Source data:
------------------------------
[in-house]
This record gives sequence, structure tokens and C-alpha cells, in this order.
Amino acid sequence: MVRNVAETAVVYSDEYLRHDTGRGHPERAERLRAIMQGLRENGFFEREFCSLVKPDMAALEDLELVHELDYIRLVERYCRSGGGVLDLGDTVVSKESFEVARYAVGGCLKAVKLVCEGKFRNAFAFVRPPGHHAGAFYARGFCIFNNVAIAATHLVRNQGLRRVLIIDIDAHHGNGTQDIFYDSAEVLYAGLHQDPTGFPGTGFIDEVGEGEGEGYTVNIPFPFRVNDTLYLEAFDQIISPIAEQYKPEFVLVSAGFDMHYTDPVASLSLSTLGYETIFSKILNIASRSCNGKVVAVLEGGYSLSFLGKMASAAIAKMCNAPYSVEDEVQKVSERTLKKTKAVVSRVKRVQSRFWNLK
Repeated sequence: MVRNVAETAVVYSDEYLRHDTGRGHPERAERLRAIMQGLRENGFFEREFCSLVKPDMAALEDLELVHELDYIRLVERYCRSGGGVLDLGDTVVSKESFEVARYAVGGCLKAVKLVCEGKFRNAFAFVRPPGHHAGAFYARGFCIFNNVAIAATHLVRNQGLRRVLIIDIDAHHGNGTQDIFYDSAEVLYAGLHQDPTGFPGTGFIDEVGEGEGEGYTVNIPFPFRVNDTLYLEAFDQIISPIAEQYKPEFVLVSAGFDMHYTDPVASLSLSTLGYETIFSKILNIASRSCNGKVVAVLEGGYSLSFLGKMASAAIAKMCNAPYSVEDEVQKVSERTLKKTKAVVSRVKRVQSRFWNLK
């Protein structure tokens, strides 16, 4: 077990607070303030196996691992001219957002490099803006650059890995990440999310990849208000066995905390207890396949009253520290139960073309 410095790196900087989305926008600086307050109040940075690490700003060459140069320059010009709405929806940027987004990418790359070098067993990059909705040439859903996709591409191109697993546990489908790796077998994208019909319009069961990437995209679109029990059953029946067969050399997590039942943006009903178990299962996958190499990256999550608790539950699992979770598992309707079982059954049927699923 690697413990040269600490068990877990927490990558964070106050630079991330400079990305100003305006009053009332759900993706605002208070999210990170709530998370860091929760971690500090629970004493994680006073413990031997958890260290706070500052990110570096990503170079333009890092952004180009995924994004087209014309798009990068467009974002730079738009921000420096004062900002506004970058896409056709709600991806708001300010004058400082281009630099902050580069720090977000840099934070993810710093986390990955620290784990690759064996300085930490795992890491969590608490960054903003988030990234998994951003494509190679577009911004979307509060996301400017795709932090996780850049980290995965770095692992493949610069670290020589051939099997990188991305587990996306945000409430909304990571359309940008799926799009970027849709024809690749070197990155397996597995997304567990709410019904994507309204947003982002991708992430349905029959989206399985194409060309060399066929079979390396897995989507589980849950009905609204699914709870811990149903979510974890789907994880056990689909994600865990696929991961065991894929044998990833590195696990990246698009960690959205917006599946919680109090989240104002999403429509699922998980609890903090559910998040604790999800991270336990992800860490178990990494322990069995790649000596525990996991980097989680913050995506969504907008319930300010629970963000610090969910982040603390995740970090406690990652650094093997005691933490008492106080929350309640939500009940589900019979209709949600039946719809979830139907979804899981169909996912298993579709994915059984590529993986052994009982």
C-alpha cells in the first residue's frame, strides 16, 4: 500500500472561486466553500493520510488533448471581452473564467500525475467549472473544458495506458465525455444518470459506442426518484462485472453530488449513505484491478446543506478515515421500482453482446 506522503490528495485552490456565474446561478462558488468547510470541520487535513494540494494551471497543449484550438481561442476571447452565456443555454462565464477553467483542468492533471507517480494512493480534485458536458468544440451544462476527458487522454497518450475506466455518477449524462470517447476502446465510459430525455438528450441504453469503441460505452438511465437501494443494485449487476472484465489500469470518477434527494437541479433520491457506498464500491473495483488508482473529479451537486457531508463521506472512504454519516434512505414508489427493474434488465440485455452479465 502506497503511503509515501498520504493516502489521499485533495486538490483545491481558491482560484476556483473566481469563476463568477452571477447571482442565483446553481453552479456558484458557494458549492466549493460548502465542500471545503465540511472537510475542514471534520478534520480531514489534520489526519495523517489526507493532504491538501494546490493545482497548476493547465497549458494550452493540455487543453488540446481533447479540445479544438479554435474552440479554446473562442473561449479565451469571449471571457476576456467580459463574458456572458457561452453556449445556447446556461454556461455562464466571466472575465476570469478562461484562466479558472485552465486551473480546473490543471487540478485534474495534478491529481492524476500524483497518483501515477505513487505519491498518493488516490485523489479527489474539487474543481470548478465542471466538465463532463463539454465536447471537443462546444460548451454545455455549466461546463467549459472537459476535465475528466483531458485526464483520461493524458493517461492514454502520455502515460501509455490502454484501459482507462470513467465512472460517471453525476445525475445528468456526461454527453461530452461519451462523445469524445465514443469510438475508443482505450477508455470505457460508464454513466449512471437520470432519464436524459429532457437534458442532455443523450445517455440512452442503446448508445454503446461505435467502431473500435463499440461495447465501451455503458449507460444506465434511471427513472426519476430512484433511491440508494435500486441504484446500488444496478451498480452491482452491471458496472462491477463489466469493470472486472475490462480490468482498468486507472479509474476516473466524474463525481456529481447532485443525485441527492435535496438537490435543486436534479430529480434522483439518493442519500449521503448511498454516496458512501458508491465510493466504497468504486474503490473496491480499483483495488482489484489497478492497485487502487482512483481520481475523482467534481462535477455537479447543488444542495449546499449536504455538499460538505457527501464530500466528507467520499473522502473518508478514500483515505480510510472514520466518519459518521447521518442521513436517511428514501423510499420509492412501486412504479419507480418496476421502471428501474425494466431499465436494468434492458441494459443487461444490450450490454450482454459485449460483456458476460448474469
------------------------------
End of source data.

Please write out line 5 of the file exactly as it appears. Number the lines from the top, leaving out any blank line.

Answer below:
């Protein structure tokens, strides 16, 4: 077990607070303030196996691992001219957002490099803006650059890995990440999310990849208000066995905390207890396949009253520290139960073309 410095790196900087989305926008600086307050109040940075690490700003060459140069320059010009709405929806940027987004990418790359070098067993990059909705040439859903996709591409191109697993546990489908790796077998994208019909319009069961990437995209679109029990059953029946067969050399997590039942943006009903178990299962996958190499990256999550608790539950699992979770598992309707079982059954049927699923 690697413990040269600490068990877990927490990558964070106050630079991330400079990305100003305006009053009332759900993706605002208070999210990170709530998370860091929760971690500090629970004493994680006073413990031997958890260290706070500052990110570096990503170079333009890092952004180009995924994004087209014309798009990068467009974002730079738009921000420096004062900002506004970058896409056709709600991806708001300010004058400082281009630099902050580069720090977000840099934070993810710093986390990955620290784990690759064996300085930490795992890491969590608490960054903003988030990234998994951003494509190679577009911004979307509060996301400017795709932090996780850049980290995965770095692992493949610069670290020589051939099997990188991305587990996306945000409430909304990571359309940008799926799009970027849709024809690749070197990155397996597995997304567990709410019904994507309204947003982002991708992430349905029959989206399985194409060309060399066929079979390396897995989507589980849950009905609204699914709870811990149903979510974890789907994880056990689909994600865990696929991961065991894929044998990833590195696990990246698009960690959205917006599946919680109090989240104002999403429509699922998980609890903090559910998040604790999800991270336990992800860490178990990494322990069995790649000596525990996991980097989680913050995506969504907008319930300010629970963000610090969910982040603390995740970090406690990652650094093997005691933490008492106080929350309640939500009940589900019979209709949600039946719809979830139907979804899981169909996912298993579709994915059984590529993986052994009982």